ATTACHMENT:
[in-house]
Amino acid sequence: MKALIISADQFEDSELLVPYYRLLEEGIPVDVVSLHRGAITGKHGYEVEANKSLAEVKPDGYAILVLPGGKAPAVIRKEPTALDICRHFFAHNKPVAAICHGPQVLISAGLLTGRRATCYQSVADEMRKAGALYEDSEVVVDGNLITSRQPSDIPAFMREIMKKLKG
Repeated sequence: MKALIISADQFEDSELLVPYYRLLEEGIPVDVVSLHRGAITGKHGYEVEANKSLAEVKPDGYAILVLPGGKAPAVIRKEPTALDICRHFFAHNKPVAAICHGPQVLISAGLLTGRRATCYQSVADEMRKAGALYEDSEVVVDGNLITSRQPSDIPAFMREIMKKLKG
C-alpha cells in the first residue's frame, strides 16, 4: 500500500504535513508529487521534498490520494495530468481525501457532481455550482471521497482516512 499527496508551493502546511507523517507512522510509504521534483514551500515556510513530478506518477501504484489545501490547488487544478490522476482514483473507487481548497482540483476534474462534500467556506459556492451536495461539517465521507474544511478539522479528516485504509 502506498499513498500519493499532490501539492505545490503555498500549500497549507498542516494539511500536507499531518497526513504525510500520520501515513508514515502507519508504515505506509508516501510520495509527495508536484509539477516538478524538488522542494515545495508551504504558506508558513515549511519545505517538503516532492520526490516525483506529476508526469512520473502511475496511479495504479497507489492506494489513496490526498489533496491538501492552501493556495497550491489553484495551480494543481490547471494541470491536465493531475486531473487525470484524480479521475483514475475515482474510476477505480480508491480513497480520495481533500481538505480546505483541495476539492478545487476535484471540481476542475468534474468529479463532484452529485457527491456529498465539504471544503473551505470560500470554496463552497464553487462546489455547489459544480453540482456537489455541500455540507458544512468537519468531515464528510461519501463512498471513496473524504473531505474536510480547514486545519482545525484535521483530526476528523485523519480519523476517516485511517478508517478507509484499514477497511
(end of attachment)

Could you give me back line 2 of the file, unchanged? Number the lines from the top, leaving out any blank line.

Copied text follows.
Amino acid sequence: MKALIISADQFEDSELLVPYYRLLEEGIPVDVVSLHRGAITGKHGYEVEANKSLAEVKPDGYAILVLPGGKAPAVIRKEPTALDICRHFFAHNKPVAAICHGPQVLISAGLLTGRRATCYQSVADEMRKAGALYEDSEVVVDGNLITSRQPSDIPAFMREIMKKLKG